HF 2599 — Support: Rep. Brian Lohse introduced this bill in the House, and Rep. Chad Ingels has been serving as the floor manager. This Center priority bill would create the Grocer Reinvestment Fund and Program, appropriate money from the general fund, and give the Iowa Economic Development Authority direction to create a grant program for new or current grocery stores located in areas that are both underserved and low or moderate income. The legislation would prioritize cost-saving efforts and business efficiency measures to ensure the long-term sustainability of locally owned grocery stores. Additionally, this bill includes modifications to the Iowa Code under the Local Food and Farm Program. It changes the purpose and goals of the program to include and increase the sale of local food in grocery stores. The bill now is amended to include a local produce processing grant program. Priorities will be given to entities planning to increase the availability, access, efficiency, and capacity of local foods in Iowa. The bill was referred to Appropriations on Feb. 19 after passing through the House Economic Growth and Technology Committee. Unfortunately, it has not moved since nor has it been included in any budget predictions.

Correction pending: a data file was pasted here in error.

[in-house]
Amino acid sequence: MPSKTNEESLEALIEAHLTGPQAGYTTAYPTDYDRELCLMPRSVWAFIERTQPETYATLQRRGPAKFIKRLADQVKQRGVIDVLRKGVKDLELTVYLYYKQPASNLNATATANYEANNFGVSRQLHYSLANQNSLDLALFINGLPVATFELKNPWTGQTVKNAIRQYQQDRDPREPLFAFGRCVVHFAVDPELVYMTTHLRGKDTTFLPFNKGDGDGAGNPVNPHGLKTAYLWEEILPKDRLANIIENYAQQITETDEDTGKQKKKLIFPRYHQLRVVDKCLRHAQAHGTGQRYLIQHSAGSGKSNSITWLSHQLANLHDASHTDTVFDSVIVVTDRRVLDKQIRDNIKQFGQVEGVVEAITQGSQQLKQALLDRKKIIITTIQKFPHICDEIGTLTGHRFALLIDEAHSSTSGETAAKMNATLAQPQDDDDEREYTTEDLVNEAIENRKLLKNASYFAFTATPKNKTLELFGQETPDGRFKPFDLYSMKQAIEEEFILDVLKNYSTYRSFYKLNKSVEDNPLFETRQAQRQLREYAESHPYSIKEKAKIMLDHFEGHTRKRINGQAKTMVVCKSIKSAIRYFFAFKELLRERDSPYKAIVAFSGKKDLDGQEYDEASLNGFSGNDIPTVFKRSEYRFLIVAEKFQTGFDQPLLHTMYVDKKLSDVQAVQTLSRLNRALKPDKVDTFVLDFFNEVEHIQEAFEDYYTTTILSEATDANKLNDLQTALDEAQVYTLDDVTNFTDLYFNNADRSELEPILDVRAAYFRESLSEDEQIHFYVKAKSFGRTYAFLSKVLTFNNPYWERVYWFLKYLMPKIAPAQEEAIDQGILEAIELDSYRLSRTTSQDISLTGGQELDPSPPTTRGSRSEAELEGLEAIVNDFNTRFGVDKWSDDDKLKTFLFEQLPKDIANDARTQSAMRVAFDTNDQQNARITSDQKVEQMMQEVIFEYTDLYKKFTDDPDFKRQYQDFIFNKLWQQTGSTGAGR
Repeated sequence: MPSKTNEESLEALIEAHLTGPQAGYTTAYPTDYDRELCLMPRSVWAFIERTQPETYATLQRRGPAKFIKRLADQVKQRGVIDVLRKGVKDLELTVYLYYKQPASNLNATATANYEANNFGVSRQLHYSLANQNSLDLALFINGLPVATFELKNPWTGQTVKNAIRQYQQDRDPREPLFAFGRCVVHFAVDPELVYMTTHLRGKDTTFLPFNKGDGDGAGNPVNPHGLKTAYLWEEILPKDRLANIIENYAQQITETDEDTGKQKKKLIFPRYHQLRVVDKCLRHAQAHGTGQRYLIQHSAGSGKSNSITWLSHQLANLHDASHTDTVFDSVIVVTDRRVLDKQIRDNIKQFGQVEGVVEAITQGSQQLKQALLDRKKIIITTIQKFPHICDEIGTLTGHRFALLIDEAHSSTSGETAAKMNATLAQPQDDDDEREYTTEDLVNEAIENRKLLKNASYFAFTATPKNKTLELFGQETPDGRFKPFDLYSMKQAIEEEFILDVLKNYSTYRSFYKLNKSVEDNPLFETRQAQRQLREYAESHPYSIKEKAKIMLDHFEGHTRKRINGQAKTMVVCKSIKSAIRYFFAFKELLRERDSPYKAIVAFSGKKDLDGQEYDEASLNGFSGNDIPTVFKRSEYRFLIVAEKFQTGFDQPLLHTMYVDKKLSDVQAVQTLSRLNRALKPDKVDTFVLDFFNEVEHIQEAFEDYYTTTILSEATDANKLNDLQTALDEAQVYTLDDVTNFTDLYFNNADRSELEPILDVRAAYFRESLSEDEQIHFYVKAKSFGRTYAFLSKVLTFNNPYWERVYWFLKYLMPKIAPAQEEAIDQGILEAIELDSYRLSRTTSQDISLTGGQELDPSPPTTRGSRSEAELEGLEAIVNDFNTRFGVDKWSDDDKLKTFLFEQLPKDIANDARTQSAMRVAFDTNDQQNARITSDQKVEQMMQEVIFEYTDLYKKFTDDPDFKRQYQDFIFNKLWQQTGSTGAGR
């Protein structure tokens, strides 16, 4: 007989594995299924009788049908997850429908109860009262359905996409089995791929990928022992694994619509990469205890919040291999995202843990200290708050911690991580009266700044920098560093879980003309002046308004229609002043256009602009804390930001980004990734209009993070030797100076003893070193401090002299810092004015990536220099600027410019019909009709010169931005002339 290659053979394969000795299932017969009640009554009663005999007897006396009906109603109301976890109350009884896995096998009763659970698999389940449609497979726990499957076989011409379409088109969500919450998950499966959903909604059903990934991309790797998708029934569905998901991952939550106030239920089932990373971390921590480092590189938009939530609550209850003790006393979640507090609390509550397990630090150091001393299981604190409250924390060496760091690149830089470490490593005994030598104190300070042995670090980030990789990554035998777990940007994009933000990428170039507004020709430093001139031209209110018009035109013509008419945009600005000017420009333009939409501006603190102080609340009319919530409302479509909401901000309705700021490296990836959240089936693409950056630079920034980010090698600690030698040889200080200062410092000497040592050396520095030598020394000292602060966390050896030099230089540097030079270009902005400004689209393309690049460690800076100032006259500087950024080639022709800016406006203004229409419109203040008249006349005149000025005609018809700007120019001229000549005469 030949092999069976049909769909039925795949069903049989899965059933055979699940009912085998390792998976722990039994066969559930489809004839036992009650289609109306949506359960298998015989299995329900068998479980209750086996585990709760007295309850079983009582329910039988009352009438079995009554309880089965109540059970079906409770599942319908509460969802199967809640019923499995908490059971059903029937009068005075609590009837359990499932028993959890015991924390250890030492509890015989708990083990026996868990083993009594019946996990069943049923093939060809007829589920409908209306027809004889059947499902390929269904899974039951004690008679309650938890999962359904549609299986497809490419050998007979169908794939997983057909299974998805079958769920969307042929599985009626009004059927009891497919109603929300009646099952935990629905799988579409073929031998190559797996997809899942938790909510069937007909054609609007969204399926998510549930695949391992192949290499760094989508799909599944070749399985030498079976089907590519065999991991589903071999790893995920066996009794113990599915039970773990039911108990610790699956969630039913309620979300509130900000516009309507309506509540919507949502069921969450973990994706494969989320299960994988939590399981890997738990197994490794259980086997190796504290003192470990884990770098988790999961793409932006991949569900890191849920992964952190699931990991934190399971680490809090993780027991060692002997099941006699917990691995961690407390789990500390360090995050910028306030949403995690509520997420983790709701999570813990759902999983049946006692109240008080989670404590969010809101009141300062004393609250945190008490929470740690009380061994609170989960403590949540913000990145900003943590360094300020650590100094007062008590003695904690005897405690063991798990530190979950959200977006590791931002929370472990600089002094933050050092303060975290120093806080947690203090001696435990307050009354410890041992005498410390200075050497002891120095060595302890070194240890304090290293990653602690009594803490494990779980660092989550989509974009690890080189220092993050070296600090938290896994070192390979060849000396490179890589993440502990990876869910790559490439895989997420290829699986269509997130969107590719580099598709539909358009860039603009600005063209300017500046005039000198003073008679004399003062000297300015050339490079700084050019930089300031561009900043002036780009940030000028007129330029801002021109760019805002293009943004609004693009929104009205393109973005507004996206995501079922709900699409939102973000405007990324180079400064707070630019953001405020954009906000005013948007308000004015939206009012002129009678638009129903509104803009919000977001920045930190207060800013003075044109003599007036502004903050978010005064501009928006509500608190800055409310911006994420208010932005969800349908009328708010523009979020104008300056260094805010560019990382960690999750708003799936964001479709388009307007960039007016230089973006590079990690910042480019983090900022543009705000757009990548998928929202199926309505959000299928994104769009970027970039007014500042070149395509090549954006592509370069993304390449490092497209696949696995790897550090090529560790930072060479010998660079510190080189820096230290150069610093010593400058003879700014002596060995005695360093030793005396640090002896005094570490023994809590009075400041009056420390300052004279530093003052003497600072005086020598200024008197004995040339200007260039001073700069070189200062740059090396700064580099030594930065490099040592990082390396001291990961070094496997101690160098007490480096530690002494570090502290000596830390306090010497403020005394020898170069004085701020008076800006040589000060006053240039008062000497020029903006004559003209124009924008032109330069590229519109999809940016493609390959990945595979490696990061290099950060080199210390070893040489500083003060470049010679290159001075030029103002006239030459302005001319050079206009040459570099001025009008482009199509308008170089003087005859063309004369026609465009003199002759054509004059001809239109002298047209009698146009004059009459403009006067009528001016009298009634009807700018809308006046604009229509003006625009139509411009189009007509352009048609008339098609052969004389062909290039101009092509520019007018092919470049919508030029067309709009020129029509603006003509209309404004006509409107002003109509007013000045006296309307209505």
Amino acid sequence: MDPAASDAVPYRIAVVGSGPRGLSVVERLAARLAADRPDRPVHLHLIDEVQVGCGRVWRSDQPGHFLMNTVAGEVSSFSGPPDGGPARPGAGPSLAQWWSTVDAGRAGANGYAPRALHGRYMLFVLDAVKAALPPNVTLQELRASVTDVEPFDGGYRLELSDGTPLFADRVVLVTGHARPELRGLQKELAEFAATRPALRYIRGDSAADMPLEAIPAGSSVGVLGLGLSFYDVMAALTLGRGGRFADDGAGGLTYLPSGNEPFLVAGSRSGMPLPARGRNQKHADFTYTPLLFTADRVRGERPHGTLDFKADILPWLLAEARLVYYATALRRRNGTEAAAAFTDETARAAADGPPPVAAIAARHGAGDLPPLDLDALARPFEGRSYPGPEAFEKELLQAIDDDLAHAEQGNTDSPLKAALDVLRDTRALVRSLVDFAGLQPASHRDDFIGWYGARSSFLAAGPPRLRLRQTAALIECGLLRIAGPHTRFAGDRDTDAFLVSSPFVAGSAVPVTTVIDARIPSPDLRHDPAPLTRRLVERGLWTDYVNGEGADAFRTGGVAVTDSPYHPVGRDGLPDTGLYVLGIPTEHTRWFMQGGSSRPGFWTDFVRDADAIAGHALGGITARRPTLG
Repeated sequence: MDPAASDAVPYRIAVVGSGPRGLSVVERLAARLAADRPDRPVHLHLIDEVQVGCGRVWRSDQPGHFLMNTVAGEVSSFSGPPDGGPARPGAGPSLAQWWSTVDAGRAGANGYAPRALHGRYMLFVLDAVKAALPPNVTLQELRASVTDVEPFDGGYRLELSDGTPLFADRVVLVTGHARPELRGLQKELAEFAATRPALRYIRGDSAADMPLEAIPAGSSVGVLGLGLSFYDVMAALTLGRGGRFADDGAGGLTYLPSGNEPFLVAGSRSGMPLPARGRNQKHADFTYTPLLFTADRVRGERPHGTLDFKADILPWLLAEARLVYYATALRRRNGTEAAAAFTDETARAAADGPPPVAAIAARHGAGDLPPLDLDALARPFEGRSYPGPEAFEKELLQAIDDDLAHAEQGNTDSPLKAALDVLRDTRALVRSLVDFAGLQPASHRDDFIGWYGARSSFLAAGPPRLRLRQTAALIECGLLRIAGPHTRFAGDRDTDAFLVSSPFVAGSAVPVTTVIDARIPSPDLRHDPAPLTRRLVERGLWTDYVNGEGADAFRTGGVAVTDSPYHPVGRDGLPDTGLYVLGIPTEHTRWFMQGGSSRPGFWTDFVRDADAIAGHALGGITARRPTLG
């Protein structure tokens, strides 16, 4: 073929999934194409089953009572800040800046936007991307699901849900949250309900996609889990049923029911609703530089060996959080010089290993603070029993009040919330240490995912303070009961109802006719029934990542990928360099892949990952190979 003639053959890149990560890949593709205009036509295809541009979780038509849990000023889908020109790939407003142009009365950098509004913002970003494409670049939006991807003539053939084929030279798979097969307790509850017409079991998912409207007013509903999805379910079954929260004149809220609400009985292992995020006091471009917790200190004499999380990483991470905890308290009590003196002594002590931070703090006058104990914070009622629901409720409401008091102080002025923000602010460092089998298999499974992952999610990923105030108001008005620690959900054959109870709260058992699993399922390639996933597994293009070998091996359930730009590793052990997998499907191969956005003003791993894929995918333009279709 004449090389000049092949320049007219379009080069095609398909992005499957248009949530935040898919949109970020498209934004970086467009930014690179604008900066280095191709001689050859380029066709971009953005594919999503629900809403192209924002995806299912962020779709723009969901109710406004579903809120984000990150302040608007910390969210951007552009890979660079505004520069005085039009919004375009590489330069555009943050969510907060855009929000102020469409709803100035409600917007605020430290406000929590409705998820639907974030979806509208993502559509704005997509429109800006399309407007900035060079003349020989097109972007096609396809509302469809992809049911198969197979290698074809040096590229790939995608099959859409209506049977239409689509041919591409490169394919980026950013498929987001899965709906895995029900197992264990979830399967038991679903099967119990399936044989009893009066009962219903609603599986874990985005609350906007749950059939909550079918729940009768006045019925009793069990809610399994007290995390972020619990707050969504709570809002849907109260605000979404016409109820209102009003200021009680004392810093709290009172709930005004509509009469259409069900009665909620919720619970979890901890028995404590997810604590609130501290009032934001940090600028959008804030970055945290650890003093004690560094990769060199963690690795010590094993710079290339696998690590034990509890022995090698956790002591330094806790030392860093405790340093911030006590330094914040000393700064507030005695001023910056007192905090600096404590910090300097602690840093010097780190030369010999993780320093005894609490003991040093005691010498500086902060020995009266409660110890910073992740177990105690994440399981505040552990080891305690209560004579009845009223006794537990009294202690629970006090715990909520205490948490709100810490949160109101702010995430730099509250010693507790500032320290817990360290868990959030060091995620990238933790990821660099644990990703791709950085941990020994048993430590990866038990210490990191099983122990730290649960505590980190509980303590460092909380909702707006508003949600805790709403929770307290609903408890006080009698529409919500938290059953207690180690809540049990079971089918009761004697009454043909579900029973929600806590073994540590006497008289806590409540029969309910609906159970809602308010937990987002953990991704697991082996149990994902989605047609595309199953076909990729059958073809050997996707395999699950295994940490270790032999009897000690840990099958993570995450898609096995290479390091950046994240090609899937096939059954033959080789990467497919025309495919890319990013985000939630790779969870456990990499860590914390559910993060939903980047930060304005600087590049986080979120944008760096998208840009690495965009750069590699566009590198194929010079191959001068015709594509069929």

Watch: Rural Rapport: Heart of the Community—The Importance of Locally-Owned Grocery Stores

Water quality

HF 2642 (formerly HF 2614) — Monitor: Introduced in the House Agriculture Committee, this bill relates to the conservation and improvement of soil and water resources, including a name change to and restrictions on watershed management authorities (WMAs) in Iowa. The bill would allow soil and water conservation districts to broaden their purview by prioritizing soil health and require WMAs to spend all money for water quality nutrient reduction projects on practices designated by the Iowa Nutrient Reduction Strategy. There is not a companion bill in the Senate. The bill passed out of the House Appropriations Committee on March 6 with approval on party lines. Amendments have been suggested; however, it is unlikely the bill will remain viable this year.